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Panel 3: Smell

Evidence of the Sibylline mounting a resurgence of their culture and extrasensory abilities is ample within the Middle Ages. These tapestries to me reveal their revered place in Medieval society, particularly in France where Humanism and the exploration of the self attached to that sensibility found itself fostered by common man and royalty alike.

Within their world, a new Sibyl could rise and take her place as the oracle of humanity every thousand years. The last Sibyl had been brutally murdered at the beginning of the 5th Century.

So, the time of da Vinci and Michelangelo, of Francois I and Marguerite, was the time once again for a Sibyl to rise after this female-driven society remained cloistered in abbeys, underground, hidden away while rebuilding for a millennia.

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Panel 4: Taste

Through each sense elaborated upon in the tapestries, the Sibylline reveal their ability to renew the world, to end humanity’s suffering, and to bring us all back to a greater understanding of the power that lives within ourselves.

Away from the Christian interpretation of these panels, there is plenty of pagan and ancient goddess iconography. The baby rabbits are associated with Artemis and cannot be killed in the hunt as they are under her protection. The chalice is an ancient goddess symbol of fertility and rising up from the Mother blood.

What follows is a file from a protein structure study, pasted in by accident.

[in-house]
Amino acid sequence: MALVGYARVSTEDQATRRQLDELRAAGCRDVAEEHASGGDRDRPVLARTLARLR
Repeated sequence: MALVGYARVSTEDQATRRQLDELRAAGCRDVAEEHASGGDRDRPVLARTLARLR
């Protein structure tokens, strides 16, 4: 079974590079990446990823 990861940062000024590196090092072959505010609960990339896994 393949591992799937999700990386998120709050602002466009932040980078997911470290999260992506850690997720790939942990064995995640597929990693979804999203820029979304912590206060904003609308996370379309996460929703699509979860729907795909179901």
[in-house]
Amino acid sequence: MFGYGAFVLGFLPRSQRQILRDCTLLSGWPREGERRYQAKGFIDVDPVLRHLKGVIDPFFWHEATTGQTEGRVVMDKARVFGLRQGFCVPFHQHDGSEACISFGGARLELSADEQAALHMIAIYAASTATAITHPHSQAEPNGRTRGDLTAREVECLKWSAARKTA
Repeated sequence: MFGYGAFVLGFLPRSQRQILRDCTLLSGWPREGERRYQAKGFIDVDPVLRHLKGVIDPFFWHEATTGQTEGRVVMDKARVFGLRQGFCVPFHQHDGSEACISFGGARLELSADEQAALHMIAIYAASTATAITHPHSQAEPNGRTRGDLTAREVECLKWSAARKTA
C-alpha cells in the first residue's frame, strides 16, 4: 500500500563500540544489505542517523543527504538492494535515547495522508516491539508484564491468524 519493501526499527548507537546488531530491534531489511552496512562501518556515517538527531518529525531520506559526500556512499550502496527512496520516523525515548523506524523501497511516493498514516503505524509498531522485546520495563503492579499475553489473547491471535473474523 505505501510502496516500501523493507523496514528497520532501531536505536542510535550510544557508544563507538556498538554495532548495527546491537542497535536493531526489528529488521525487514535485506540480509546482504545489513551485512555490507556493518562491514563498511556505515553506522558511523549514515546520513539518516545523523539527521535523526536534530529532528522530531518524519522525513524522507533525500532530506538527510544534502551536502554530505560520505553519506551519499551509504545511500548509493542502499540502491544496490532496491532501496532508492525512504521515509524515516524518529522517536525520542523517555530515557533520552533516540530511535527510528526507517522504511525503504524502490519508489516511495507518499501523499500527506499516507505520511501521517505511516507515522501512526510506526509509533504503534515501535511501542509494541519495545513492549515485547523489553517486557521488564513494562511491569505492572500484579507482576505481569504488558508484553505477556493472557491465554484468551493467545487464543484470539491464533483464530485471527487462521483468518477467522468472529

The crescent moon within the banners of the tapestries is the epitome of the divine feminine power on Earth.

That one might once again be able to develop spiritually enough to manifest and fortify personal power according to their own will was widespread in the 15th Century. This esoteric link between human and divine is not unlike the new age movements today that are opening people to new levels of mental and spiritual development.

We all can begin to understand why panels such as these and women such as the Sibylline vanished.

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Panel 5: Touch

Returning back to the final panel and the phrase sewn into the pavilion.

Nearly everything in that time period, especially if it might have subverted the doctrine of those who murdered to keep their dogma in a primary place of power, was encoded to be deciphered by those who knew the way.

I played for a long time with the anagram of those words until the code I needed to emerge from it made itself evident:

A Mon Sevl Desir – According to my will only.

Voir des l’ansem: See the Ansem, the descendents of angels.

 

Did You Know The Mona Lisa Has A Twin?

It’s true, the Mona Lisa has a twin who lives in Spain.

The Prado in Madrid has been home to what many considered a knock-off for years.

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Until it came down for restoration a few years ago, no one even knew that there was scenery behind a layer of black paint.

Now, it turns out M.L. has a sister.

Or, is there something even more interesting going on?

Learn more about this twinning HERE

I have my theories about how it’s possible that two of these beauties exist. Time to go finish what may be like the twentieth book on the Mona Lisa that I have read since I started researching her for Woman On The Wall.

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My plan is to go hang out with her in person this Fall on a solo research trip—first stop, Paris. After that,  I’m headed for the bucolic hills of Amboise to hang with da Vinci himself and see if I can discover some of my own answers about our La Gioconda.